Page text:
Status Report

A colossal impact enriched Mars’ mantle with noble metals

By SpaceRef Editor
June 8, 2017
Filed under , ,

R. Brasser, S. J. Mojzsis
(Submitted on 7 Jun 2017)

Once the terrestrial planets had mostly completed their assembly, bombardment continued by planetesimals left-over from accretion. Highly siderophile element (HSE) abundances in Mars’ mantle imply its late accretion supplement was 0.8 wt.%; Earth and the Moon obtained an additional 0.7 wt.% and 0.02 wt.%, respectively. The disproportionately high Earth/Moon accretion ratio is explicable by stochastic addition of a few remaining Ceres-sized bodies that preferentially targeted Earth. Here we show that Mars’ late accretion budget also requires a colossal impact, a plausible visible remnant of which is the hemispheric dichotomy. The addition of sufficient HSEs to the martian mantle entails an impactor of at least 1200 km in diameter to have struck Mars before ca. 4430 Ma, by which time crust formation was well underway. Thus, the dichotomy could be one of the oldest geophysical features of the martian crust. Ejected debris could be the source material for its satellites.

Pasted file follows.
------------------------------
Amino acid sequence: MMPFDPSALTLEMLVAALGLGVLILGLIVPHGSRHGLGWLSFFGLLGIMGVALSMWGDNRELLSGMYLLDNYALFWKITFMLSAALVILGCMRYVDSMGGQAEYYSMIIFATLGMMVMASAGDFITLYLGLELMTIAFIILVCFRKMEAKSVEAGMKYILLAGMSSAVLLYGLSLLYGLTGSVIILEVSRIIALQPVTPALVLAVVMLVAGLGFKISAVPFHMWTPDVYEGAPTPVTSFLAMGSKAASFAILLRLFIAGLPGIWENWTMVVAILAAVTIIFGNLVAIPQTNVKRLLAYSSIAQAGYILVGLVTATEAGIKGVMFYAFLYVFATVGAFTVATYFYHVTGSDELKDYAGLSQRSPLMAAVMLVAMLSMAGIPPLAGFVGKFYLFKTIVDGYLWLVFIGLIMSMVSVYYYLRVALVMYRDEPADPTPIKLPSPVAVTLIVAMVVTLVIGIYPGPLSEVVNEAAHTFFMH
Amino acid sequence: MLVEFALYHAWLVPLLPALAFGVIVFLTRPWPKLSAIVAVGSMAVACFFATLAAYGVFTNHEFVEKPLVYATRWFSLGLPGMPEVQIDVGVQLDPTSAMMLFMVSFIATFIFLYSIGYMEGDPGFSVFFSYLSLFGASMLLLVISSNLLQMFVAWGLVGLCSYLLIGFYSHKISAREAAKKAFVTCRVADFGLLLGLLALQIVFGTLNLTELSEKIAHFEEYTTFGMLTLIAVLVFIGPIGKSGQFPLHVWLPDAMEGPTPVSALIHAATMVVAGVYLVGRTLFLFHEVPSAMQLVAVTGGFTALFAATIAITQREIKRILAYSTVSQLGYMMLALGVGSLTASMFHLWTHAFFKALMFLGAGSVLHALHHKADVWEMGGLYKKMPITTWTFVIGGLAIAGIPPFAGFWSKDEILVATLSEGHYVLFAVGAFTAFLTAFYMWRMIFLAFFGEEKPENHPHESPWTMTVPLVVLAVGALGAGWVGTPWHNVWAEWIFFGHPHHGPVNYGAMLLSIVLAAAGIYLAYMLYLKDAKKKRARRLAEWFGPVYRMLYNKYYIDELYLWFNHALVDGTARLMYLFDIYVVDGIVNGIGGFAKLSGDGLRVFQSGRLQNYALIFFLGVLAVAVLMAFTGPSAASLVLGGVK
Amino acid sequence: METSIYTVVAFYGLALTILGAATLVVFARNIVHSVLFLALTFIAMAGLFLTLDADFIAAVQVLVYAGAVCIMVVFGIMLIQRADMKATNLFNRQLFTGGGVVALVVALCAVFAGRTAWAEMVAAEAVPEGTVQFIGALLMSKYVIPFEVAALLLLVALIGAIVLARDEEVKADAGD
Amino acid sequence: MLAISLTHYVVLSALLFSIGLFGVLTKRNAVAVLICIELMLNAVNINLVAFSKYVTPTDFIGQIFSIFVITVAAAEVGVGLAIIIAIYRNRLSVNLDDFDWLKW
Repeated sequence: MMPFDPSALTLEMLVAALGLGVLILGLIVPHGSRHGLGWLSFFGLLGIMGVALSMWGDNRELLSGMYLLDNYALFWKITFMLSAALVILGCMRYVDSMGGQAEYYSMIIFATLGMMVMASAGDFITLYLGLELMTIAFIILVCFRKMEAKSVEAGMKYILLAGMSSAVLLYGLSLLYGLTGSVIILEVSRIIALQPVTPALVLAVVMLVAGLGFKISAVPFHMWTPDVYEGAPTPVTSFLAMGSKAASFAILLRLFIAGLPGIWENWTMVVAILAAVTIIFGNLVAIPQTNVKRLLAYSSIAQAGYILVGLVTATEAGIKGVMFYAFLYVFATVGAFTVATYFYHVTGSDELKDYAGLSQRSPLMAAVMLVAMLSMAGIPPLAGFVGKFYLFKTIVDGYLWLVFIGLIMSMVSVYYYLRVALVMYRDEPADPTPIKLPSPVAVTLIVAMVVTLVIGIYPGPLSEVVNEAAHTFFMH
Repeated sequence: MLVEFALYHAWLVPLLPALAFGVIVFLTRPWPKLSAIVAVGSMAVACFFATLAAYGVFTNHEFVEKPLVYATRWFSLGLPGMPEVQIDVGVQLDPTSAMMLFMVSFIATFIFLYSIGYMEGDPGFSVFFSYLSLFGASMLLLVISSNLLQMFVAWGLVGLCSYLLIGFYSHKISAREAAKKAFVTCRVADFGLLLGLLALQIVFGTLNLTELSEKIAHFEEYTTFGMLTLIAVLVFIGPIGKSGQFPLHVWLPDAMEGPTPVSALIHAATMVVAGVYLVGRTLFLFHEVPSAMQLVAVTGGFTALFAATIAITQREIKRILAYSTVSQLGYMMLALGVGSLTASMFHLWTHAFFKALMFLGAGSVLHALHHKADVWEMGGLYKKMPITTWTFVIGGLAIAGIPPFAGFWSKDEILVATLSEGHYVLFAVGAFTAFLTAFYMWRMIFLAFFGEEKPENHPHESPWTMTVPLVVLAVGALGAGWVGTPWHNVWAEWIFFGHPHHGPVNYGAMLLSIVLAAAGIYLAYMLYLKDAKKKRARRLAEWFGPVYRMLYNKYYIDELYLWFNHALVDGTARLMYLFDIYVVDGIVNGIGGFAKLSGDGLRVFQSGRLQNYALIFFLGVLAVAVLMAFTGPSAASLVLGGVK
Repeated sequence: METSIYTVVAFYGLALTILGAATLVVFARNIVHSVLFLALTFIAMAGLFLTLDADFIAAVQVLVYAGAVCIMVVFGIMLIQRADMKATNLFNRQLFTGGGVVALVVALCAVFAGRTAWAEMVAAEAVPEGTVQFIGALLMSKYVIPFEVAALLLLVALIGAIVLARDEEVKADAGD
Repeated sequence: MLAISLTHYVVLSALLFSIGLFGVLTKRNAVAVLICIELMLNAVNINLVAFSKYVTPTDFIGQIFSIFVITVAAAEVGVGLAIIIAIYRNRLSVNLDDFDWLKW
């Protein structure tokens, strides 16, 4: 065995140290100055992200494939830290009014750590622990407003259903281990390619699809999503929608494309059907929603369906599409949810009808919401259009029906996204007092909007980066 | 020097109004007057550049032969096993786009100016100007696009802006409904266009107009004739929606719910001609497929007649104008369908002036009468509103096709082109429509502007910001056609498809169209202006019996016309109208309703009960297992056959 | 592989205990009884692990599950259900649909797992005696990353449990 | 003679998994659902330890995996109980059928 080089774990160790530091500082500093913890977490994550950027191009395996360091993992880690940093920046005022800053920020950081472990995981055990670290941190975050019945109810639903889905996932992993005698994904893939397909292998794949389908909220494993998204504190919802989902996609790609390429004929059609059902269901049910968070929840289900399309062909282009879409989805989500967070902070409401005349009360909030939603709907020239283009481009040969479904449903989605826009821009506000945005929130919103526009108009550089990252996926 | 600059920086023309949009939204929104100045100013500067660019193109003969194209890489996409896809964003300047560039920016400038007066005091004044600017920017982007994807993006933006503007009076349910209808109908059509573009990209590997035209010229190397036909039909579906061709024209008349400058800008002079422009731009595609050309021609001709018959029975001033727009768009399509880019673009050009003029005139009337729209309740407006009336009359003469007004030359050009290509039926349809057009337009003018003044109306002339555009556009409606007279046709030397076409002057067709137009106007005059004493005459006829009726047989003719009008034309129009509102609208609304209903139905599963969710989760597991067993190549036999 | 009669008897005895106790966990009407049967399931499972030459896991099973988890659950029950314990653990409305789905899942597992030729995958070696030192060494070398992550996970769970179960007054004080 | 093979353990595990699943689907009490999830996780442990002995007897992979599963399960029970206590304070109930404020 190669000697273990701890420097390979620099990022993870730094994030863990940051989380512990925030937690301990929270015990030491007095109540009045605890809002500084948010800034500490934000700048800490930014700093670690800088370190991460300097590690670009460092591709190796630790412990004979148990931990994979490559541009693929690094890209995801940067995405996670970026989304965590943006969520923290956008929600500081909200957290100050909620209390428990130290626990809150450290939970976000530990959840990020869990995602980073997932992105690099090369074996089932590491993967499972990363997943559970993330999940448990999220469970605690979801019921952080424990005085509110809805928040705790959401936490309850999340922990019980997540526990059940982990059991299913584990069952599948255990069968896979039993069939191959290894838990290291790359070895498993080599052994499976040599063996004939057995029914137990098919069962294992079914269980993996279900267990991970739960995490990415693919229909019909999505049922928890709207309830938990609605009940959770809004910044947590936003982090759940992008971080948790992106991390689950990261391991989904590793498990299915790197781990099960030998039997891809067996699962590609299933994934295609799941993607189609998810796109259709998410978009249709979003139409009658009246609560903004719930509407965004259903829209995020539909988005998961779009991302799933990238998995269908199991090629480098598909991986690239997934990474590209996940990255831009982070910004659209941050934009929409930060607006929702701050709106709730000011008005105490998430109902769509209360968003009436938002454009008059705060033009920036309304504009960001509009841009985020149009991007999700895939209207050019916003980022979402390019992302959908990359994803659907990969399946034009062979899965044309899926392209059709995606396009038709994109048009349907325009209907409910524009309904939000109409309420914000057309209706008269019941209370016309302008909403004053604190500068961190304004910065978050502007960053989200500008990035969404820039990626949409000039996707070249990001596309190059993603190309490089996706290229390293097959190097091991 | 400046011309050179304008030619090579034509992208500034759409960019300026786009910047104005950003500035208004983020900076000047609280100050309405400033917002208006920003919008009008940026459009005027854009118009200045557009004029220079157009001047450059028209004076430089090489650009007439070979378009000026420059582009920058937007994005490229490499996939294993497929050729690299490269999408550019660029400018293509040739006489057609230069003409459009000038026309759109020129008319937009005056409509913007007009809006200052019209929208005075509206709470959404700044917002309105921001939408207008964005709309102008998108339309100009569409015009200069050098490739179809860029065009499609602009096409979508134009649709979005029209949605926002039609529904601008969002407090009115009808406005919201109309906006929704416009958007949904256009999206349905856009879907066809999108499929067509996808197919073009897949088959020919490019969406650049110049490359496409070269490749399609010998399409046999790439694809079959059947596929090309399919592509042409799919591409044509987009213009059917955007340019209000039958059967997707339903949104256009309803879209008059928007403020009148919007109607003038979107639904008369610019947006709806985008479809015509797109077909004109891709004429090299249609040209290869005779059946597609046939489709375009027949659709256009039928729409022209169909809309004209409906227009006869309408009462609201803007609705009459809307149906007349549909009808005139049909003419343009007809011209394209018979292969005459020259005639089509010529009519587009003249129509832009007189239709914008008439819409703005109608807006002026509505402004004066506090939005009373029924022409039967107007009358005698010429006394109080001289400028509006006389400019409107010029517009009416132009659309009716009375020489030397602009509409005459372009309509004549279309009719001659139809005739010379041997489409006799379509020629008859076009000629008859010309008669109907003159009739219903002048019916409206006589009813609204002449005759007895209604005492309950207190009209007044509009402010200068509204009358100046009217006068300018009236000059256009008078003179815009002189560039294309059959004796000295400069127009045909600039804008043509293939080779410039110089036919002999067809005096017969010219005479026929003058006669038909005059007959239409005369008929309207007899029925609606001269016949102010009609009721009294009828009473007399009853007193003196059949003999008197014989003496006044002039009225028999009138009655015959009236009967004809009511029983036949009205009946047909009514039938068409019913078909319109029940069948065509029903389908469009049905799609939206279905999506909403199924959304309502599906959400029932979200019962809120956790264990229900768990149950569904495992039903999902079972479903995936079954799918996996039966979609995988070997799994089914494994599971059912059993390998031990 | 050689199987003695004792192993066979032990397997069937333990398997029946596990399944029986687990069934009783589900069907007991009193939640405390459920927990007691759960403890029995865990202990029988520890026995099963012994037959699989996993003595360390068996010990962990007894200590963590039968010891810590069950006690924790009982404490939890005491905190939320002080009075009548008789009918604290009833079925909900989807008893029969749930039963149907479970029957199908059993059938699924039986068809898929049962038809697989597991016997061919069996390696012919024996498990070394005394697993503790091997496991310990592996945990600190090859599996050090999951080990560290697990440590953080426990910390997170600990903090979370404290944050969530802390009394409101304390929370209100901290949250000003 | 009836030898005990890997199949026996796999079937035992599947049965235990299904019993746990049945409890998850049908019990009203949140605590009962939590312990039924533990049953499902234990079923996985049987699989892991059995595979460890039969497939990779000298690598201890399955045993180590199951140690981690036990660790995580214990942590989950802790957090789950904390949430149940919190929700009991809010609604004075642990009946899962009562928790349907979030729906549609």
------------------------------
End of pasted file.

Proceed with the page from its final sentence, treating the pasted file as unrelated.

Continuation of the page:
Comments:    Accepted for publication in Geophysical Research Letters
Subjects:    Earth and Planetary Astrophysics (astro-ph.EP)
Cite as:    arXiv:1706.02014 [astro-ph.EP] (or arXiv:1706.02014v1 [astro-ph.EP] for this version)
Submission history
From: Ramon Brasser 
[v1] Wed, 7 Jun 2017 00:38:46 GMT (403kb)

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